just someone whose work survived, for whatever reason. Talent is a factor, but so is
personality, charisma and any little thing that might come in handy in a cocktail party or
when they interview you for a magazine.

Considering the vacuum, and how just about everybody's born outside it: just this morning
there was spread in the newspaper about these two Finnish artists, a couple in fact. They
worked in the early 20th century, and at first I dismissed them as sad Chagall copies, judging
from the pictures. Then I read the story and I realized that they weren't copying anything,
they'd just lived and worked in the 10s, 20s and 30s, and they'd been influenced by the
same people as Chagall.

Last conceited word for tonight: take them down from the pedestal or you'll never get one
  04 April 2005
Originally Posted by ashakarc: Back to Likes and dislikes. You would enjoy so much more the work of art if you know what it takes to come up with it. This artists was able to put expressions on the faces of people he painted that could tell a whole lot of things about the life and the misery of the crushed souls in the society of that time. So, let's not forget the historical content in our judgement.

And this would be a projection of your values. Yes, I do know about the history behind Guernica, but believe it or not, it is humanly possible not to think much of it whilst knowing of the atrocities it comments.

A link to an image the likes of which there are plenty more in the Picasso museum in Barcelona:

This is the kind of stuff that propelled my original argument.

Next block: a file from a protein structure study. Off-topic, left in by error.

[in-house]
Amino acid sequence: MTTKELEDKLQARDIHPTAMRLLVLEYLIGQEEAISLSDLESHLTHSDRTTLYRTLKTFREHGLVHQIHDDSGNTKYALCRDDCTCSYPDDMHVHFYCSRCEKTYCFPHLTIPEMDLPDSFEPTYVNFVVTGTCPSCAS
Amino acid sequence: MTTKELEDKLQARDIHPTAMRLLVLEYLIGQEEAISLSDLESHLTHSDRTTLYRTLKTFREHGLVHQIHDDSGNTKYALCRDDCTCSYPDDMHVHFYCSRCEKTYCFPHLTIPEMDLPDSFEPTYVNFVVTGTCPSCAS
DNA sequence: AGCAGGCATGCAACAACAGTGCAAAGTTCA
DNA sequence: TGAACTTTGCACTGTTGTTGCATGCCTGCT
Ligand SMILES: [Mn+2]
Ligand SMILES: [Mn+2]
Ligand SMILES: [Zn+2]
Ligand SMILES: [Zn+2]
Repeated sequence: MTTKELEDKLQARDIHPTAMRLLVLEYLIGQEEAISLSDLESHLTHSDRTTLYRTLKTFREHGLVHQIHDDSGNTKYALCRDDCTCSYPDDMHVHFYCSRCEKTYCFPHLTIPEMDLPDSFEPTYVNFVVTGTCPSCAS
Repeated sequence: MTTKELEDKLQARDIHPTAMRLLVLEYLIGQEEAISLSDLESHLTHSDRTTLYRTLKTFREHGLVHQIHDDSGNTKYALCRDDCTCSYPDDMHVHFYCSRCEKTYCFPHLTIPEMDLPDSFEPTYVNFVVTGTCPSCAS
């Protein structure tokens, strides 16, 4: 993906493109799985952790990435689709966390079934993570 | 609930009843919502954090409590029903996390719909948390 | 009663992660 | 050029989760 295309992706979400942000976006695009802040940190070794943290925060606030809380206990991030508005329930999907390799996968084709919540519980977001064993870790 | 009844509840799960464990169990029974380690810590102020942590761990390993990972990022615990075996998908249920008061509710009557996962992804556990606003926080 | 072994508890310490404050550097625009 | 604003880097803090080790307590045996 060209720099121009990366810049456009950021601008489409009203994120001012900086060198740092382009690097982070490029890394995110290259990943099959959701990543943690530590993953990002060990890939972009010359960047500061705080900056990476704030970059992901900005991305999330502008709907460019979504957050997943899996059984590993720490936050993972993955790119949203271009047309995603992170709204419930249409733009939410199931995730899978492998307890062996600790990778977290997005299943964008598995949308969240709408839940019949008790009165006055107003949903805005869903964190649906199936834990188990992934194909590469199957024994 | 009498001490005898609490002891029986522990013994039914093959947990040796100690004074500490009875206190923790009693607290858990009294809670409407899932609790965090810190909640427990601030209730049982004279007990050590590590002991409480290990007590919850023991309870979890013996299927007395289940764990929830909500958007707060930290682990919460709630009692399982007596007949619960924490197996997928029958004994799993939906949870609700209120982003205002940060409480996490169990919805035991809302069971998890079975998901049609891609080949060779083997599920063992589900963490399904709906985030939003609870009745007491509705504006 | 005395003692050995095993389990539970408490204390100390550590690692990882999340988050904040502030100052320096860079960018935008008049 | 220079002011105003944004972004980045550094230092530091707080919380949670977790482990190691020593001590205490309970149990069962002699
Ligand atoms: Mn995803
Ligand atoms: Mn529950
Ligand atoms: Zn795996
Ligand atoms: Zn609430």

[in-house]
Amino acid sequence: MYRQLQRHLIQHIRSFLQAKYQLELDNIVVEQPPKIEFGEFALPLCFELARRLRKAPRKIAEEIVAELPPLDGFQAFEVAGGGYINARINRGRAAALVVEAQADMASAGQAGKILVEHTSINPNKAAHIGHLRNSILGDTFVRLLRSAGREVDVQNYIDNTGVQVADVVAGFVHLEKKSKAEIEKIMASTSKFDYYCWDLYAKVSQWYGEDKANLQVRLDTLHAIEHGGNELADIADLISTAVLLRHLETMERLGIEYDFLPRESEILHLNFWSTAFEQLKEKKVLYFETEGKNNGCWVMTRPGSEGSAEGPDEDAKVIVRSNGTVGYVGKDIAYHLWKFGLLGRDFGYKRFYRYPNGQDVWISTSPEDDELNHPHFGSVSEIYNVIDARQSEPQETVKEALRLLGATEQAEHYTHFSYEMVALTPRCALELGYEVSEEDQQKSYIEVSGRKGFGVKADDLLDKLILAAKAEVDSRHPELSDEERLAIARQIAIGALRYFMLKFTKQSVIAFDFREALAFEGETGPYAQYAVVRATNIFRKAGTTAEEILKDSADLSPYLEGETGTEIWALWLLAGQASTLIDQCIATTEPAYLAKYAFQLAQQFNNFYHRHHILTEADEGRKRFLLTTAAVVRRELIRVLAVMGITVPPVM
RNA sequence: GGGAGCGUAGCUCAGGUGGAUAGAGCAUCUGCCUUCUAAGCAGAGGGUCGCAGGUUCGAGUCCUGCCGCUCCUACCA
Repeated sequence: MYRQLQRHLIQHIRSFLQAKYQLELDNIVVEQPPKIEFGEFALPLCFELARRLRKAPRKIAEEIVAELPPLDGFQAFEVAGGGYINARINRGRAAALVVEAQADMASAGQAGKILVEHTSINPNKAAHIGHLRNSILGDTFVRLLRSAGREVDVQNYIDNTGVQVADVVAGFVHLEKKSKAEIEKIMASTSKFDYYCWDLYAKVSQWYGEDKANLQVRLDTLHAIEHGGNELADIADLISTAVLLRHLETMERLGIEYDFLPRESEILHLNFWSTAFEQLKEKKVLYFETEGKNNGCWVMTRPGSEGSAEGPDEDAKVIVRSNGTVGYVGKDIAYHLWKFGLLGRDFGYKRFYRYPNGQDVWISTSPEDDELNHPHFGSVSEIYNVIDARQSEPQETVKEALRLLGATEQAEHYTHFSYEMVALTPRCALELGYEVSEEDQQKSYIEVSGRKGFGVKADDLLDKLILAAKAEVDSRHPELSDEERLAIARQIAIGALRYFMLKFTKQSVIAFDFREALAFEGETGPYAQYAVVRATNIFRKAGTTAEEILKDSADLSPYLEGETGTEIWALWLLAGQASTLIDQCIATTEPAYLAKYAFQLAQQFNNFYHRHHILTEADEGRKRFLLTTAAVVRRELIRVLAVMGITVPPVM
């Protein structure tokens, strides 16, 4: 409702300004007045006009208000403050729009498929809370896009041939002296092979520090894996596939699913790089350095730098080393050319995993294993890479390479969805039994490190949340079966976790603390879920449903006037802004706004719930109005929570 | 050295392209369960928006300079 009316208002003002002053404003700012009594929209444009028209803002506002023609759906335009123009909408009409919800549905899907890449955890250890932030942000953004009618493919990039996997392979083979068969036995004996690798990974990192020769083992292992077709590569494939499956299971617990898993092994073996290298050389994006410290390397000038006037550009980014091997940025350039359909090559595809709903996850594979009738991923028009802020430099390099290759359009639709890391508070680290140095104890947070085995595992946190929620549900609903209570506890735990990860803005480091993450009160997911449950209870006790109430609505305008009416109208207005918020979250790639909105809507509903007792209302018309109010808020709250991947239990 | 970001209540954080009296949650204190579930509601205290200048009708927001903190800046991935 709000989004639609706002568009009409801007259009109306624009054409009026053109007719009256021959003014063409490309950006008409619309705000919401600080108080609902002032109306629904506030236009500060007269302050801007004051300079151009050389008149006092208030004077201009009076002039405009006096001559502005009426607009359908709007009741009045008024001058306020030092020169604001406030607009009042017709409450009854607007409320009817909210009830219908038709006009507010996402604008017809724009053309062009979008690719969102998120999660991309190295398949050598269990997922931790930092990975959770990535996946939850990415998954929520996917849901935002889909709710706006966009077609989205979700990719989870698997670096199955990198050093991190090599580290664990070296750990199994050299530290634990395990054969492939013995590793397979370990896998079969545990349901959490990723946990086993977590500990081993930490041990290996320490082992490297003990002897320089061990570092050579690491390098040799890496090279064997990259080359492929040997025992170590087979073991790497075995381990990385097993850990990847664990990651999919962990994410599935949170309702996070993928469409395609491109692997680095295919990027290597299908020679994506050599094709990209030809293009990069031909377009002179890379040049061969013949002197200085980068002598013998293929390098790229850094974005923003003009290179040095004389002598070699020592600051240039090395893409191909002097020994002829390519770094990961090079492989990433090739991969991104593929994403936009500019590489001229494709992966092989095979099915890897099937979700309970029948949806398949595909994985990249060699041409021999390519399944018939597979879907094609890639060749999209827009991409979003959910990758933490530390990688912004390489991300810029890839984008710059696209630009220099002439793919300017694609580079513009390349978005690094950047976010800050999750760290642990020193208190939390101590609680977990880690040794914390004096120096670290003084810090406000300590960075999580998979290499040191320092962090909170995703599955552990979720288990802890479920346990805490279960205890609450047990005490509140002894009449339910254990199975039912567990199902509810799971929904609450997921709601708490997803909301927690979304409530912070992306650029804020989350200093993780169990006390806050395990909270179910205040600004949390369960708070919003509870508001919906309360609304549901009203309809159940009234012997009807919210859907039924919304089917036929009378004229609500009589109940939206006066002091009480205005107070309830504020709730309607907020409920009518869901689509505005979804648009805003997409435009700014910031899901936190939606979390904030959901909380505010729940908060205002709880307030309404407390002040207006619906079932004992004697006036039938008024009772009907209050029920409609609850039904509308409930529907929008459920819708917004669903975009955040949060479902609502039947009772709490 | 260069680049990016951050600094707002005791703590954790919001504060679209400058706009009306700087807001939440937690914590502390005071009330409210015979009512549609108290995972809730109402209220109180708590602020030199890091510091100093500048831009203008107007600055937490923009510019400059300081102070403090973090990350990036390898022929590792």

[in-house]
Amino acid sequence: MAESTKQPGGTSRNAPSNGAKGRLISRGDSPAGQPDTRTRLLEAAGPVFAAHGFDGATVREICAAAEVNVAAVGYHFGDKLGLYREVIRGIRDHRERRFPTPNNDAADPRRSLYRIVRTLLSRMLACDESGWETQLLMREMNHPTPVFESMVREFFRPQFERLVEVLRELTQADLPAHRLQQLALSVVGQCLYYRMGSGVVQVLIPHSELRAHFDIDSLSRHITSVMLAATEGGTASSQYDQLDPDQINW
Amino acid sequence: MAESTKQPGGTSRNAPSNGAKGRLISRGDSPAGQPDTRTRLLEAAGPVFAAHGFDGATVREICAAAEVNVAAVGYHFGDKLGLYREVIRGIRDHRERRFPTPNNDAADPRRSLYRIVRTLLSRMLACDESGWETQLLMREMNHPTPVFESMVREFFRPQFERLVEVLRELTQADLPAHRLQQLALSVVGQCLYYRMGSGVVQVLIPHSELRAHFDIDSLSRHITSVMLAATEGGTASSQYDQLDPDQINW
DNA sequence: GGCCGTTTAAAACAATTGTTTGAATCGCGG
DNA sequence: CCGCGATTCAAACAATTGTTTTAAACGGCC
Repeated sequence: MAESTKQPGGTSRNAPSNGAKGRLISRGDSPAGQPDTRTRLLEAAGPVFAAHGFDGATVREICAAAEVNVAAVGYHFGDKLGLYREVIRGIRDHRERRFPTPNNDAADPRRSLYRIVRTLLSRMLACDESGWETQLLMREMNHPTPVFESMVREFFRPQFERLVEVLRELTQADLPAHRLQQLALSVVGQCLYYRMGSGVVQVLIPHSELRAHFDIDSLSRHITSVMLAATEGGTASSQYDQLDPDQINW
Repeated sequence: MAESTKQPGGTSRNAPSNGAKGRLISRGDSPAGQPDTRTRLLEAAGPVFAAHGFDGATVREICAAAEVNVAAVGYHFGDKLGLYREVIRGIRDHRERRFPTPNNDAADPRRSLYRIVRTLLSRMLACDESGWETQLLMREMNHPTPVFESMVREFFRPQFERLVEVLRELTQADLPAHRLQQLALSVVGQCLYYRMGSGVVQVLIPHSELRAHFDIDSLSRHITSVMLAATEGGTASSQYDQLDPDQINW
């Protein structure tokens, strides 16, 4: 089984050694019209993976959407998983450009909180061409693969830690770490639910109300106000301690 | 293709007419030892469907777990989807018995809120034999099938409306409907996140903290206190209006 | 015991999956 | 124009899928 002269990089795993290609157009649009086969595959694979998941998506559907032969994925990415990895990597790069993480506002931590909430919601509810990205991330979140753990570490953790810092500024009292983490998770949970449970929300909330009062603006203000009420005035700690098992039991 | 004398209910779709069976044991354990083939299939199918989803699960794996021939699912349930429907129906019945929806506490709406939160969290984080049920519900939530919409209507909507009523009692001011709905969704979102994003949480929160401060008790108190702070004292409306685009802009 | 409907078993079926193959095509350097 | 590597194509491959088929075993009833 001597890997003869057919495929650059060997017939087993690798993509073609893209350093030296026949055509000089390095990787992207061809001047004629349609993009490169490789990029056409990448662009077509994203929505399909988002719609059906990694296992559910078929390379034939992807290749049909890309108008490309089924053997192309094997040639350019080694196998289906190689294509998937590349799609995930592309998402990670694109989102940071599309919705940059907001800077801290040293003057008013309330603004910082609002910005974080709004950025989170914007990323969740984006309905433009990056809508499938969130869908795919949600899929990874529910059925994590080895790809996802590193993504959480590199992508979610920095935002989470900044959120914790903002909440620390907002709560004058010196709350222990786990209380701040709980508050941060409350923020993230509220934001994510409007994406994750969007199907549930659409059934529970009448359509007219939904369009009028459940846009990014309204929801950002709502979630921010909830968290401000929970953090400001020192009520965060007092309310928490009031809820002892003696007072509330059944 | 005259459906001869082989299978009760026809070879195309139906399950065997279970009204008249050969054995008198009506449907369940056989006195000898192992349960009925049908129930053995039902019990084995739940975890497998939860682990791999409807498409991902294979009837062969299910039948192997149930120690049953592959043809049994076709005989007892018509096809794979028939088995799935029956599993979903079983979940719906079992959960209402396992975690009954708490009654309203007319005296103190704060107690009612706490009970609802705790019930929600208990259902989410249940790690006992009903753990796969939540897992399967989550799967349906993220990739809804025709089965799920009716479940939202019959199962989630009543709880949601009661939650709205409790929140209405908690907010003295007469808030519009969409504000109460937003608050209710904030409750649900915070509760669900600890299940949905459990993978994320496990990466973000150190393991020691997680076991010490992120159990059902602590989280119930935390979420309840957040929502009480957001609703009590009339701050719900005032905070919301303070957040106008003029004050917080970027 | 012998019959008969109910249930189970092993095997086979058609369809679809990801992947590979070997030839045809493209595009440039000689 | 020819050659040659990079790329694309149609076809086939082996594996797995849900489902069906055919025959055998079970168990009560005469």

04 April 2005
you know theres one artist that I don't care about, I wouldn't say I hate him but his name is MWarsame...

Emmm.... He is me..huh...uhh, he is me....I swear he is me....well what do you know, he is me...
This message DOES reflect the opinions of the extraterrestrials
  04 April 2005
Critiquing a painting (or drawing, whatever) without actually seeing it isn't a real critique. I learned this after seeing the originals of a lot of great works. Changed my interpretation a lot about various artists. There's something about the mass of paint on the canvas that considerably affects how a painting looks to me, that NO print/image can recapture.

So, yeah, until I saw a lot of Picasso's stuff up close and in person, I didn't get it either. It's wierd how the form of it, the line, the weight just didn't have any power for me until I saw some his works in person. One component to his art, and MANY artists that is so often overlooked, is a true marriage to the medium they used for each work. For example, in many biographies and letters by artists (the GREAT ones, not friends you know) you can read how they fight with their paints, the canvas, whatever- and eventually they truly adapt/force/mold/finesse the physical components of what they used to create the vision.

Having said all that, I don't much care for the Warhol's works. -bleh- Heh, it's not like he ever fought with his medium- more like he had sex with it outside of marriage and left it hanging for a follow-up phone call.
I wish I was more sorry for my English.
  04 April 2005
Discussing why you do not like something defeats the purpose of trying to make something that someone might like. Discussing however what you do like would give the opportunity to learn why and it is inescapably clear that making something beautiful is far more difficult than making something you don't like. You would eventually be wasting energy on thinking about things that don't inspire you. Quite the mindkiller.